Customer Reviews for

My Ultimate Sister Disaster: A Novel

Average Rating 4.5
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  • Posted October 4, 2010

    more from this reviewer

    Reviewed by Kira M for TeensReadToo

    Fourteen-year-old Franny feels like an outsider in her family. Her hair never cooperates, she's no good at anything, and she has a horrible name. Those things wouldn't be so bad if it weren't for the fact that her family is very talented. Her mother is off in Kenya starting a successful career as an anthropologist. Her father is the owner of a clothing store. Her sister, Zooey, has become a ballet star and has the diva attitude to go with it. With everyone so wrapped up in their careers and lives, Franny becomes lonely and embittered towards her sister, the only one who is ever around. When her sister breaks her leg during a career-making role and is homebound for weeks, Franny is forced to make a choice: avoid her or live with her. As Zooey starts to encroach on her sister's life and longtime crush, Franny begins to feel threatened. As tempers heat up and the truth comes out, will Franny be able to bury the hatchet and make peace with her sister, or will a guy drive the final wedge in their relationship? Franny's character is well-developed and likeable. Her sister's diva attitude is well-constructed. The story is well-crafted and does a good job of holding the reader's interest. Although the references to J.D. Salinger's FRANNY AND ZOOEY won't be caught by those who haven't read his work, this book is wonderful and can still be enjoyed without being familiar with the classic story. Those who like Sarah Dessen's books or realistic fiction will enjoy reading MY ULTIMATE SISTER DISASTER.

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  • Posted May 30, 2010

    more from this reviewer

    enjoyable bond of sisters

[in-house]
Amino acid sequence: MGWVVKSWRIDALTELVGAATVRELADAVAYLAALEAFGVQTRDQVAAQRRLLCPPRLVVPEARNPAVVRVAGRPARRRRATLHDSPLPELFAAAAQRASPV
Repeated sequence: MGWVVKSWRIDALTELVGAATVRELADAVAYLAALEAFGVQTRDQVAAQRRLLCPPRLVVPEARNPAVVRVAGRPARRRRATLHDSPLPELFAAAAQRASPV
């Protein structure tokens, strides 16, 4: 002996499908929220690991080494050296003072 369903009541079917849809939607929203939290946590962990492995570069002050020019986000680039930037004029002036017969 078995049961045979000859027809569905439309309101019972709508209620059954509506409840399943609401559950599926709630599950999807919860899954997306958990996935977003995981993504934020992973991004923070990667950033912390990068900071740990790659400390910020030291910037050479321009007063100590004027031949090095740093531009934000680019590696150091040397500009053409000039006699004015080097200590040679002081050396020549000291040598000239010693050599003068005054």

A year older than her sister Franny, Zooey has become a prima-ballerina performing at Lincoln Center. Franny envies her sibling as her parents ignore her focusing somewhat on the talented offspring; though in fairness mom is doing it from Africa and dad from his boutique. Not that Franny is a failure as she is tall, pretty, and obtaining high grades in her first year at prep school.

    As Franny's grades fall, the dynamics at least between the sisters change when Zooey suffers a broken leg that jeopardizes her career. They begin to come together as Franny realizes how much her sister sacrifices for her love of dance. Her desire reminds Franny of her own goal to become a journalist. However, their burgeoning friendship has one major divider; both want a certain awesome school editor.

    With a nod to the late J.D. Salinger (worth reading Franny and Zooey), young adult readers will enjoy the bond of sisters are strongest when necessity arises. Franny and Zooey are fully developed characters as their need to be there for one another during a difficult period in which their parents are not truly there for them overwhelms their rivalry. Fans will relish Jane Mendle's insightful look at the disasters and triumphs of two sisters navigating Manhattan together.

    Harriet Klausner

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